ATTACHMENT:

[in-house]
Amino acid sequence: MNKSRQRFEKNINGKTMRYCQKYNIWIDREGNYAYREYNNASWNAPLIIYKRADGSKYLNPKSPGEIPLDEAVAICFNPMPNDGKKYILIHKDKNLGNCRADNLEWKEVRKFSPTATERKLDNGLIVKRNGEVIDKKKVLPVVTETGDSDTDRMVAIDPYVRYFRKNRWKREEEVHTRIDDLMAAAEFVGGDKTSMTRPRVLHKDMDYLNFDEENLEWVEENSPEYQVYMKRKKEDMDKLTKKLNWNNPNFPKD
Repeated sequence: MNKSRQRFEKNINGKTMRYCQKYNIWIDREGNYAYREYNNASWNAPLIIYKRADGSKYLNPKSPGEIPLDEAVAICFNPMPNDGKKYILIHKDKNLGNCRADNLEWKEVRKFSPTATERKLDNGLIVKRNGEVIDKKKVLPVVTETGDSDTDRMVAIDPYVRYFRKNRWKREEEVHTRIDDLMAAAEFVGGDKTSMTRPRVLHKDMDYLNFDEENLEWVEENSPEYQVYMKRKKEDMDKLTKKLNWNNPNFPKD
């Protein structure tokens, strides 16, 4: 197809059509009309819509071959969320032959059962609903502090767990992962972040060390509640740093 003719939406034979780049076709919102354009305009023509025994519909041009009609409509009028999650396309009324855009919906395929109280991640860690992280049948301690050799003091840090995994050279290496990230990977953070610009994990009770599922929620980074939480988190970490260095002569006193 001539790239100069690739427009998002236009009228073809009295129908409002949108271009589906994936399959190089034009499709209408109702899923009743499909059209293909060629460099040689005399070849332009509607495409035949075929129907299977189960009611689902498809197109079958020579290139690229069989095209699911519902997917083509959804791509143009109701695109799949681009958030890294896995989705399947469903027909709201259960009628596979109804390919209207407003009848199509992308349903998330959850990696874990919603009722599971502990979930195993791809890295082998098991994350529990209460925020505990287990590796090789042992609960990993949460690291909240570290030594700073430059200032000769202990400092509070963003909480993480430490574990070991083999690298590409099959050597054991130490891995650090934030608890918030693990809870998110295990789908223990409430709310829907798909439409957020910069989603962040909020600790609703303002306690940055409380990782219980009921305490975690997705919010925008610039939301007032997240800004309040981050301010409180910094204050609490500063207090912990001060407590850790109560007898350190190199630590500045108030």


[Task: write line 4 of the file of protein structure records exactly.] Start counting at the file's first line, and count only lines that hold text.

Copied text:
């Protein structure tokens, strides 16, 4: 197809059509009309819509071959969320032959059962609903502090767990992962972040060390509640740093 003719939406034979780049076709919102354009305009023509025994519909041009009609409509009028999650396309009324855009919906395929109280991640860690992280049948301690050799003091840090995994050279290496990230990977953070610009994990009770599922929620980074939480988190970490260095002569006193 001539790239100069690739427009998002236009009228073809009295129908409002949108271009589906994936399959190089034009499709209408109702899923009743499909059209293909060629460099040689005399070849332009509607495409035949075929129907299977189960009611689902498809197109079958020579290139690229069989095209699911519902997917083509959804791509143009109701695109799949681009958030890294896995989705399947469903027909709201259960009628596979109804390919209207407003009848199509992308349903998330959850990696874990919603009722599971502990979930195993791809890295082998098991994350529990209460925020505990287990590796090789042992609960990993949460690291909240570290030594700073430059200032000769202990400092509070963003909480993480430490574990070991083999690298590409099959050597054991130490891995650090934030608890918030693990809870998110295990789908223990409430709310829907798909439409957020910069989603962040909020600790609703303002306690940055409380990782219980009921305490975690997705919010925008610039939301007032997240800004309040981050301010409180910094204050609490500063207090912990001060407590850790109560007898350190190199630590500045108030």